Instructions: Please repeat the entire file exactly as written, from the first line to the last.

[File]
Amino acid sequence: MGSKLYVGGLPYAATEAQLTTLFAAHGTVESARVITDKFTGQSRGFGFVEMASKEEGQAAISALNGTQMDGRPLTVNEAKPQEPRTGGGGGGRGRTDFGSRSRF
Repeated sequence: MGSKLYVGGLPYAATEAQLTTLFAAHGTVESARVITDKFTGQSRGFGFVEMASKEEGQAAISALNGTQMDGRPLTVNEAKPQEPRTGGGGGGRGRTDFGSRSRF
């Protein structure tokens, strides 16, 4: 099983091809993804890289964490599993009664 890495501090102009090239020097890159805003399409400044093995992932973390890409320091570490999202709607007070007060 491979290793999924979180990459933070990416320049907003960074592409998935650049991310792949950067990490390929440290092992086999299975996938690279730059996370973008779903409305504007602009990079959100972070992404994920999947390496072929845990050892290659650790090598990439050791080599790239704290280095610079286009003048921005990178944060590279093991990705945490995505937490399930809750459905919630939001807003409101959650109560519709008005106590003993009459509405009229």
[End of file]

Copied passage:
Amino acid sequence: MGSKLYVGGLPYAATEAQLTTLFAAHGTVESARVITDKFTGQSRGFGFVEMASKEEGQAAISALNGTQMDGRPLTVNEAKPQEPRTGGGGGGRGRTDFGSRSRF
Repeated sequence: MGSKLYVGGLPYAATEAQLTTLFAAHGTVESARVITDKFTGQSRGFGFVEMASKEEGQAAISALNGTQMDGRPLTVNEAKPQEPRTGGGGGGRGRTDFGSRSRF
């Protein structure tokens, strides 16, 4: 099983091809993804890289964490599993009664 890495501090102009090239020097890159805003399409400044093995992932973390890409320091570490999202709607007070007060 491979290793999924979180990459933070990416320049907003960074592409998935650049991310792949950067990490390929440290092992086999299975996938690279730059996370973008779903409305504007602009990079959100972070992404994920999947390496072929845990050892290659650790090598990439050791080599790239704290280095610079286009003048921005990178944060590279093991990705945490995505937490399930809750459905919630939001807003409101959650109560519709008005106590003993009459509405009229």